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Französisch Wörterbuch

Fantaisie n° 2 : Graverment-Gayement-Gravement - Allègrement

This harpsichord came from the work-shop of the Denis family during the reign of Louis 14th. Each one of this long line of famous harpsichord makers, at the same time as signing their name with red chalk underneath the soundboard would draw a pentagram, a geometric figure encompassing the golden section within its form.

Of the four harpsichords that remain today, this is the only one in working order. The restoration of this instrument the responsibility of which Daniel Ruf undertook enabled it to be chosen for this recording of the dozens of Telemann Fantasies, by Anne Robert in 1999, in the Saint-Colomban Abbaye.

The case with its walnut sides was originally painted in black whereas the underneath of the lid and the console were painted in brick red, the only colours the stringed instrument makers were allowed to use by their guild. The keyboard consisted of a short octave with the addition of a split sharp on the D sharp. The soundboard decorated à la française was embellished by a parchment rose which had survived the years.

In the 18th century the original harpsi-chord stand has been replaced by one of the more fashionable Louis 15th type of stand. Possibly during the same period, a small "ravalement" was carried out: the addition of two strings both in the base and the treble clefs allowed the elimination of the short octave and also the change in tuning from 395 to 415 Hz. As well as this, it was recoated and lacquered in the then very fashionable Chinese style.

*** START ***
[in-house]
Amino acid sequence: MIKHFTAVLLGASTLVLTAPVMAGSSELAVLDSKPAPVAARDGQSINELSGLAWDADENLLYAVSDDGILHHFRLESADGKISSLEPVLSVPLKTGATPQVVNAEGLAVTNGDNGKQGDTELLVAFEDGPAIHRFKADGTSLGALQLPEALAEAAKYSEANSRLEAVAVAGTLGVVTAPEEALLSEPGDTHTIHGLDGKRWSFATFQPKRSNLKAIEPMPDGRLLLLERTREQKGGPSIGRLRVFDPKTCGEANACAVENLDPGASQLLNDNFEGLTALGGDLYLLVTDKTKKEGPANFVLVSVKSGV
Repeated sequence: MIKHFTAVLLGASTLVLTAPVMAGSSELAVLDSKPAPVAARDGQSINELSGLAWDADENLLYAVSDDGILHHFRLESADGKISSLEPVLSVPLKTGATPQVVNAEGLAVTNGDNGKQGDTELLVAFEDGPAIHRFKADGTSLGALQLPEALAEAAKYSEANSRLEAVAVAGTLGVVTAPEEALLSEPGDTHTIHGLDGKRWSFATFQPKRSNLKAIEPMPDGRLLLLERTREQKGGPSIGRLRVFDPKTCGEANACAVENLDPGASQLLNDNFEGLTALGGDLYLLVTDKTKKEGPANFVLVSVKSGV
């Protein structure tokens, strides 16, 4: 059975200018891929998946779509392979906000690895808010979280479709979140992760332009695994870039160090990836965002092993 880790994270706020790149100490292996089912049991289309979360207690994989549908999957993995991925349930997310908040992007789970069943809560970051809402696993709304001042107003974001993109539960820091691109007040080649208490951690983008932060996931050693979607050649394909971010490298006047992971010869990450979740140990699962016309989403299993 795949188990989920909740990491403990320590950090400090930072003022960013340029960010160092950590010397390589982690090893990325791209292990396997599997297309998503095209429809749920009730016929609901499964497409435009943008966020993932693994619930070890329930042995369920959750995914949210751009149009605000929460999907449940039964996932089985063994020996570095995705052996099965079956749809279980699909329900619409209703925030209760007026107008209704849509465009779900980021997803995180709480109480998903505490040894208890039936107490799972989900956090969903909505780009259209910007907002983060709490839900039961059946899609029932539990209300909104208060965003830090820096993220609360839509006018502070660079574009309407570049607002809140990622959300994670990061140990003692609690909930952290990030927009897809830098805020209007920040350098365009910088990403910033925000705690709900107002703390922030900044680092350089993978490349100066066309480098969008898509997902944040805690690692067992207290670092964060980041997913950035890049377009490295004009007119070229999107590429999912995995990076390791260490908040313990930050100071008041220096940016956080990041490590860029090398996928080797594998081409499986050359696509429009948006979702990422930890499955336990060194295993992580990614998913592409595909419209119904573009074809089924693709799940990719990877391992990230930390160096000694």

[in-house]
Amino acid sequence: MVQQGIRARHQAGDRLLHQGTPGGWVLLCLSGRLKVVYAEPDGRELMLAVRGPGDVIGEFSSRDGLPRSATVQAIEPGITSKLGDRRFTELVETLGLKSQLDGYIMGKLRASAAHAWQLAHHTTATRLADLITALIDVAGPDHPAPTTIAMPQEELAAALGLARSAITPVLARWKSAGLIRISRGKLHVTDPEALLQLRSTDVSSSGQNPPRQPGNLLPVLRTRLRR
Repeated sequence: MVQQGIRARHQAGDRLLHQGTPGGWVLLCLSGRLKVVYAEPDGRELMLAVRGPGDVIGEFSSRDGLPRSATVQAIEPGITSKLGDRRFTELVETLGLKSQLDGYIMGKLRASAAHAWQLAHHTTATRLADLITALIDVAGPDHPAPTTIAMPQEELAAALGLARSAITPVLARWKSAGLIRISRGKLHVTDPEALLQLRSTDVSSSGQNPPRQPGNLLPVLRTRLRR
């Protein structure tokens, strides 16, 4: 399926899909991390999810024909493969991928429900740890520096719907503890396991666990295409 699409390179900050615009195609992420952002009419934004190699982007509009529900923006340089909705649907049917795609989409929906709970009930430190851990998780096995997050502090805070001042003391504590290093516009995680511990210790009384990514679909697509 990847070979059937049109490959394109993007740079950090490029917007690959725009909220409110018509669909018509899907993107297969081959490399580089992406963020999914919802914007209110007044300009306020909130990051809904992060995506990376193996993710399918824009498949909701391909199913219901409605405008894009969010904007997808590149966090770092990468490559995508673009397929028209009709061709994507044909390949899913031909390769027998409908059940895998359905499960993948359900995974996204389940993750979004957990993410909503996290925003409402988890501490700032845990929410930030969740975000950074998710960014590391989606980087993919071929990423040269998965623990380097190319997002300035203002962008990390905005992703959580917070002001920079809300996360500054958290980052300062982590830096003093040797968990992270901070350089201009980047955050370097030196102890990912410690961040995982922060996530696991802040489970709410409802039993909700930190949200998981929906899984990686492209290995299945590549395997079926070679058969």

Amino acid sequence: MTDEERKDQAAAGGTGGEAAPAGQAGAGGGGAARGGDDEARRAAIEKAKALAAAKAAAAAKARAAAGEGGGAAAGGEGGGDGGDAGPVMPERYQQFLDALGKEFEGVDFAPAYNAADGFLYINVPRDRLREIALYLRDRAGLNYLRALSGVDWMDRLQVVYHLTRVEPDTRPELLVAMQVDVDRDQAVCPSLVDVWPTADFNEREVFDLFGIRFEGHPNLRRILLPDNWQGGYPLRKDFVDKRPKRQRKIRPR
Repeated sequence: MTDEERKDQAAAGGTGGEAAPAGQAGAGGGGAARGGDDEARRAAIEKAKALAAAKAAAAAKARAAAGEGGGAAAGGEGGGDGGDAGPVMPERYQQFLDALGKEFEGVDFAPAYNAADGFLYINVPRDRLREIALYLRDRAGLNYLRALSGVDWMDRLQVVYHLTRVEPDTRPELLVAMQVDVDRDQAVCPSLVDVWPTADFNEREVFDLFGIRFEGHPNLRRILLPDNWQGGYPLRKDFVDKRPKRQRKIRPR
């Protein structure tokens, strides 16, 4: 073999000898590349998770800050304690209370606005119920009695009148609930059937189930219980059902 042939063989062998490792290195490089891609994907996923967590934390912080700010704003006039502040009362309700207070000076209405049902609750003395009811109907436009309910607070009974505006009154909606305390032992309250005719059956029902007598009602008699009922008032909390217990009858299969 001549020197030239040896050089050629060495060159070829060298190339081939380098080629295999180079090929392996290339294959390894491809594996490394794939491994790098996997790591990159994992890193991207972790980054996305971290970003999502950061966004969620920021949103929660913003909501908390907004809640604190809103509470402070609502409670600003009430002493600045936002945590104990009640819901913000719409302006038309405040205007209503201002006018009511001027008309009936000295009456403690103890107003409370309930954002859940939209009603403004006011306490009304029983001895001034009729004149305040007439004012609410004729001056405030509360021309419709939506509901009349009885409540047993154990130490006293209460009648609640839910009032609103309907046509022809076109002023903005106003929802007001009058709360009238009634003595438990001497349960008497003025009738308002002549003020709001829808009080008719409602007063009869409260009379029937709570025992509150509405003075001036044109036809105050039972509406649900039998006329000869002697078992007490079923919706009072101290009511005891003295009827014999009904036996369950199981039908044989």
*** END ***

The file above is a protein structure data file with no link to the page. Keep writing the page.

In the 19th century the instrument was abandoned for quite a some lime. It appeared to have been used as a stand for candles, as an ironing board, an ashtray and a flower pot holder. The stains and the marks are there to prove it.

In the 20th century, we now find our harpsichord in the Salomon collection being no longer in working order, it was entrusted to the Masson Brothers in 1922 for a restoration which appeared not to have been successful. From my observation, they did not seem to have detected under the veneer that the thickness of the wrest plank was split right through.

Taken to the auction house of Drouot in 1934, seemingly a decorated piece of furniture, the Denis harpsichord was acquired by the owner of an iron works in Lorraine. It then enhanced the collections of the castle of Montaigu, these days managed by the Lorraine Museum of Nancy.

(according to Daniel Ruf, translated by Nicole Wrixon)



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